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A History of Literary Criticism in the Renaissance

E pero in se comprende Ogni stilo


It

was Ronsard's personal ambition to be the French Virgil, as in lyric poetry he had been proclaimed the French Pindar. For twenty years he labored on the _Franciade_, but never finished it. In the two prefaces which he wrote for it, the first in 1572, and the second (published posthumously) about 1584, he attempts to give expression to his ideal of the heroic poet. In neither of them does he succeed in formulating any very definite or consistent body of epic theory. They are chiefly interesting in that they indicate the general tendencies of the Pleiade, and show Ronsard's own rhetorical principles, and his feeling for nature and natural beauty. The passage has already been cited in which he speaks of the heroic poem as entirely of a martial character, and limits its action to the space of one year. It has also been seen that for him, as for the Italians, verisimilitude, and not fact, is the test of poetry. At the same time, the epic poet is to avoid anachronisms and misstatements of fact. Such faults do not disturb the reader so much when the story is remote in point of time; and the poet should therefore always use an argument, the events of which are at least three or four hundred years old. The basis of the work should rest upon some old story of past times and of long-established renown, which has gained the credit of men.[378] This notion of the antiquity of the epic fable had been accepted long ago by the Italians. It is stated, for example, in Tasso's _Discorsi dell' Arte
Poetica_, written about 1564, though not published until 1587, fifteen years after Tasso had visited Ronsard in Paris.

Vauquelin de la Fresnaye has the Pleiade veneration for heroic poetry; but he cannot be said to exhibit any more definite conception of its form and function. For him the epic is a vast and magnificent narration, a world in itself, wherein men, things, and thoughts are wondrously mirrored:--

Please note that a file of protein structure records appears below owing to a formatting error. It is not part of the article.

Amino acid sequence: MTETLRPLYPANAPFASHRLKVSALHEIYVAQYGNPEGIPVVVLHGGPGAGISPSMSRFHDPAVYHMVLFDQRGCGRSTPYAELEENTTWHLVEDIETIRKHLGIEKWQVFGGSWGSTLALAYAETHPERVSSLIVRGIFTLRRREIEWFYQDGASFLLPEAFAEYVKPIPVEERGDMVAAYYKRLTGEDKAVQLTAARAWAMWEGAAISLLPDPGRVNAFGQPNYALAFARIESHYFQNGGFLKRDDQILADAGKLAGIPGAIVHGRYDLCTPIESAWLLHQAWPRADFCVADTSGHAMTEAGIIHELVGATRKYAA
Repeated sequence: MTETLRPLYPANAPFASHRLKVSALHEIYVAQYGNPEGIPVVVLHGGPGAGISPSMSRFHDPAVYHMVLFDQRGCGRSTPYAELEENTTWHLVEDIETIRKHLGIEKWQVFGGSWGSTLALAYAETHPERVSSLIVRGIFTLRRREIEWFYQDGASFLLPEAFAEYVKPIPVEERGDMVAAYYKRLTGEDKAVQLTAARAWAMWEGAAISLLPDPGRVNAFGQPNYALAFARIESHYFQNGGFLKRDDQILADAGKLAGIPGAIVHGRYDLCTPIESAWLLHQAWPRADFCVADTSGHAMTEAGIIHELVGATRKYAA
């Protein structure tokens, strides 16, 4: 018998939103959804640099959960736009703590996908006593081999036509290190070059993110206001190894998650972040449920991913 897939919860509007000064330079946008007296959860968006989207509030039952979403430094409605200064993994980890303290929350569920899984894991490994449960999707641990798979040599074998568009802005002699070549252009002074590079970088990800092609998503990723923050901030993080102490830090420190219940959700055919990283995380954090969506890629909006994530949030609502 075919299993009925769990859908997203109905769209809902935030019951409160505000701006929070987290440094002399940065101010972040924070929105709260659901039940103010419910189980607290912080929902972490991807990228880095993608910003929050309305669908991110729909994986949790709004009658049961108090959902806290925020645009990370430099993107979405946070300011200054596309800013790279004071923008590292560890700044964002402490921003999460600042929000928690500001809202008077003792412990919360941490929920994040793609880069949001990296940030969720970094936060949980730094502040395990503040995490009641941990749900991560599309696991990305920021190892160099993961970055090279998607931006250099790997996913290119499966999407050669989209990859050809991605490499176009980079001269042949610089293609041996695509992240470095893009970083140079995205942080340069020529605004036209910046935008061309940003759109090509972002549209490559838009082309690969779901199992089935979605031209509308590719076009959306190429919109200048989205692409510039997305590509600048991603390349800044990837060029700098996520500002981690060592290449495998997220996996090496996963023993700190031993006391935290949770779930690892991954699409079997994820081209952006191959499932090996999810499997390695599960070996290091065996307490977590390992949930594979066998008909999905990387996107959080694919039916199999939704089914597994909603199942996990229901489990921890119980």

"C'est un tableau du monde, un miroir qui raporte Les gestes des mortels en differente sorte.... Car toute poesie il contient en soymeme, Soit tragique ou comique, ou soit autre poeme."[379]

With this we may compare what Muzio had said in 1551:--

"Il poema sovrano e una pittura De l' universo, e pero in se comprende Ogni stilo, ogni forma, ogni ritratto."

But despite this very vague conception of the epic in the French Renaissance, there was, as has been said, a high veneration for it as a form, and for its masters, Homer and especially Virgil. This accounts for the large number of attempts at epic composition in France during the next century. But beyond the earlier and indefinite notion of heroic poetry the French did not get for a long time to come. Even for Boileau the epic poem was merely the _vaste recit d'une longue action_.[380]

FOOT-NOTES:

[335] _Defense_, ii. 3.

[336] _Ibid._ ii. 11.

[337] Ronsard, vii. 310, 325.

[338] Ronsard, vii. 37 _sq._

[339] Ronsard, vi. 311 _sq._

[340] _Essais_, i. 36, Florio's translation.

[341] Ronsard, vii. 322. _Cf._ Aristotle, _Poet._ ix. 1-4; xxv. 6, 7.

[342] _Poet._ iii. 24.


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